As the issue of diversity in the workplace continue to rage in the business world, recent startling news that African-Americans and Latinos account for just around 1-4% of the global workforces of several major tech corporations shows the harsh reality and the immediate need to rectify the imbalance. As such, upcoming technology conference FOCUS100 intends to make diversity a key theme in its third annual edition.
FOCUS100, which will taking place in New York City on 3-4 October, will be headlined by keynote speakers including FCC Commissioner Mignon Clyburn, Facebook Head of Global Diversity Maxine Williams, New York State Chief Digital Officer and Deputy Secretary of Technology Rachel Haot, and Russlyn Ali, former US Department of Education Assistant Secretary for Civil Rights and currently the managing director of The Emerson Collective’s Education Fund (an education innovation fund founded by Laurene Powell Jobs), who will all look at discussing ideas to accelerate efforts at increasing diversity in the tech industry.
Now in its third year, FOCUS100 was launched by entrepreneur Kathryn Finney, who was named a Champion of Change by The White House in 2013 for her leadership in building a growing pipeline of urban tech entrepreneurs. FOCUS100 is an initiative of digitalundivided, a social enterprise founded by Finney that develops programs geared toward increasing the active participation of urban communities, especially women, in the digital space. Finney served as Editor-At-Large at BlogHer and was the CEO of The Budget Fashionista Brand, which reaches a global audience of more than 13 million unique visitors a year. This year’s event will take place in the City University of New York Graduate Center’s historic B. Altman Company Building, a city landmark located at 365 5th Avenue in Manhattan.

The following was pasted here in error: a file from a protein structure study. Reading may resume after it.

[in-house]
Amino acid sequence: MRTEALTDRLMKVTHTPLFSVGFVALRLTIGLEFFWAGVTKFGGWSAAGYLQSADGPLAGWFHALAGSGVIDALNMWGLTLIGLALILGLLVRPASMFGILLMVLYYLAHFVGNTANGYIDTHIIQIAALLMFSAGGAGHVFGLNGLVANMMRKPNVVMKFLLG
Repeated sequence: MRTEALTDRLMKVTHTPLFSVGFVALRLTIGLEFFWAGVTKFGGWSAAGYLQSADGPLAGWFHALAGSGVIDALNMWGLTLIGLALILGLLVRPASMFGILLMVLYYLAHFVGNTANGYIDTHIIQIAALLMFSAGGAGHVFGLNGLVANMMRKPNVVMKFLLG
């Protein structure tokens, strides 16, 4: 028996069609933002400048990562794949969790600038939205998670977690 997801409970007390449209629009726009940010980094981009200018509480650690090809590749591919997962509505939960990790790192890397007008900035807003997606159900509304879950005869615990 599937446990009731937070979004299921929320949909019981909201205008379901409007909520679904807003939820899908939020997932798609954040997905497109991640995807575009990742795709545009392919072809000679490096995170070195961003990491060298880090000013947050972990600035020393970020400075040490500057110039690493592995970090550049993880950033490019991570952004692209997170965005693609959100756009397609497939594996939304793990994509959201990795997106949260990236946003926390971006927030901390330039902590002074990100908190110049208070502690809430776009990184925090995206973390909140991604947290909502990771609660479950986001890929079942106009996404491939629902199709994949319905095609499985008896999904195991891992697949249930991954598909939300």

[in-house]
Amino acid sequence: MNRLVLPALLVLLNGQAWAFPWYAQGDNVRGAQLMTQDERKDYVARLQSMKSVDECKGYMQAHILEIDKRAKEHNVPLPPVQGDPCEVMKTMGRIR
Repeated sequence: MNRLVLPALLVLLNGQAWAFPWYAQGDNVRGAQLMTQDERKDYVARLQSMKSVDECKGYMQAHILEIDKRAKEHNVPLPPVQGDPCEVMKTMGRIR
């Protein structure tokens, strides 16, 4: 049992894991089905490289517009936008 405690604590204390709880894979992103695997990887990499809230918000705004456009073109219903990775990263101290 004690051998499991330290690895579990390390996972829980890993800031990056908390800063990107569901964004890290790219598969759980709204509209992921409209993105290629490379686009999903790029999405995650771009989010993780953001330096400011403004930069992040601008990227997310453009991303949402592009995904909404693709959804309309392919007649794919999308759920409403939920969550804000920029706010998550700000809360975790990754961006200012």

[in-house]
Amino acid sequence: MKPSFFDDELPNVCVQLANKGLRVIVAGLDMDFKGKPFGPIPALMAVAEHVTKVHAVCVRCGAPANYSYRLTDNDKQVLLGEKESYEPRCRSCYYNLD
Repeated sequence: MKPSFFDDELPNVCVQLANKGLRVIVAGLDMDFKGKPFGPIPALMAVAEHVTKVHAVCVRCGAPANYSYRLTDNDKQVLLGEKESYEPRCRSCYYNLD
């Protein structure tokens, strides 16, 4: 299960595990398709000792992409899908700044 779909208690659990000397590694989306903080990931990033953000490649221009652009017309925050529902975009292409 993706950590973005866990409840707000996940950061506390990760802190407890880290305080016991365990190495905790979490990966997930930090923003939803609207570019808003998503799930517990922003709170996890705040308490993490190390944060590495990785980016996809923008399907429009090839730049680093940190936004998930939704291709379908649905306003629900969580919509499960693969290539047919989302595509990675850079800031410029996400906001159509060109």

Demonstrating the impact of FOCUS100 – whose sponsors include American Express OPEN, Facebook, Mobile Futures and the economic development councils of Portland and New York City – over 30 percent of the 48 black female startup founders who participated in the rigorous, weeklong FOCUS Fellows program have raised at least $50,000 in venture or angel funding and 10% have raised more than a half of million dollars in funding. In contrast, studies have found that less than one percent of startups backed by tech investors were founded by African-Americans.
“While the recent stats on diversity at major tech companies are dismal, the fact that companies are sharing this data for the first time reveals they recognize the need to address this problem head on,” says Finney. “digitalundivided is already playing a critical role in creating a more diverse tech talent and leadership pipeline and this year’s FOCUS100 conference will offer entrepreneurs, investors, and industry leaders the opportunity to expand the network even further.”
Other highlights of the conference include Global Mobile Hackathon, which focuses on the development of apps that improve the lives of urban communities around the world.